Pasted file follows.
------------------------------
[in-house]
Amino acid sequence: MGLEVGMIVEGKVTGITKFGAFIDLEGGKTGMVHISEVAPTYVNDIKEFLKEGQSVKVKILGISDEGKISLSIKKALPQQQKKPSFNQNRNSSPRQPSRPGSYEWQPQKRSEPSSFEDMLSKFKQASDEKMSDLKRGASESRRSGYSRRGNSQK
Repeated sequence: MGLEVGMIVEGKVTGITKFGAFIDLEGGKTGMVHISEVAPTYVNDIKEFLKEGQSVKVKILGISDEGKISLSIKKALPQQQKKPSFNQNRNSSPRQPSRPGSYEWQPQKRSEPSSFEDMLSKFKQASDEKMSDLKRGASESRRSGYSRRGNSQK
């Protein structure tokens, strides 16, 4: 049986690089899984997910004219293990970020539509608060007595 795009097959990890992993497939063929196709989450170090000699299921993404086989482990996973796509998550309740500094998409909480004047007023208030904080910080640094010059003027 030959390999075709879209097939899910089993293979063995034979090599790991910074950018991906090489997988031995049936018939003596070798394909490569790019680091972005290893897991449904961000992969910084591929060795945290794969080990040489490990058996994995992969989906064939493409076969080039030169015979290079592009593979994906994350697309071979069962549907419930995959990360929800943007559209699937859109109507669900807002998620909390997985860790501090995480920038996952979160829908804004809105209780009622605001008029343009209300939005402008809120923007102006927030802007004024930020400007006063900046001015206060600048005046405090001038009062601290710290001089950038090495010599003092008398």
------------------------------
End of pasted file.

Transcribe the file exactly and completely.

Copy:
[in-house]
Amino acid sequence: MGLEVGMIVEGKVTGITKFGAFIDLEGGKTGMVHISEVAPTYVNDIKEFLKEGQSVKVKILGISDEGKISLSIKKALPQQQKKPSFNQNRNSSPRQPSRPGSYEWQPQKRSEPSSFEDMLSKFKQASDEKMSDLKRGASESRRSGYSRRGNSQK
Repeated sequence: MGLEVGMIVEGKVTGITKFGAFIDLEGGKTGMVHISEVAPTYVNDIKEFLKEGQSVKVKILGISDEGKISLSIKKALPQQQKKPSFNQNRNSSPRQPSRPGSYEWQPQKRSEPSSFEDMLSKFKQASDEKMSDLKRGASESRRSGYSRRGNSQK
């Protein structure tokens, strides 16, 4: 049986690089899984997910004219293990970020539509608060007595 795009097959990890992993497939063929196709989450170090000699299921993404086989482990996973796509998550309740500094998409909480004047007023208030904080910080640094010059003027 030959390999075709879209097939899910089993293979063995034979090599790991910074950018991906090489997988031995049936018939003596070798394909490569790019680091972005290893897991449904961000992969910084591929060795945290794969080990040489490990058996994995992969989906064939493409076969080039030169015979290079592009593979994906994350697309071979069962549907419930995959990360929800943007559209699937859109109507669900807002998620909390997985860790501090995480920038996952979160829908804004809105209780009622605001008029343009209300939005402008809120923007102006927030802007004024930020400007006063900046001015206060600048005046405090001038009062601290710290001089950038090495010599003092008398």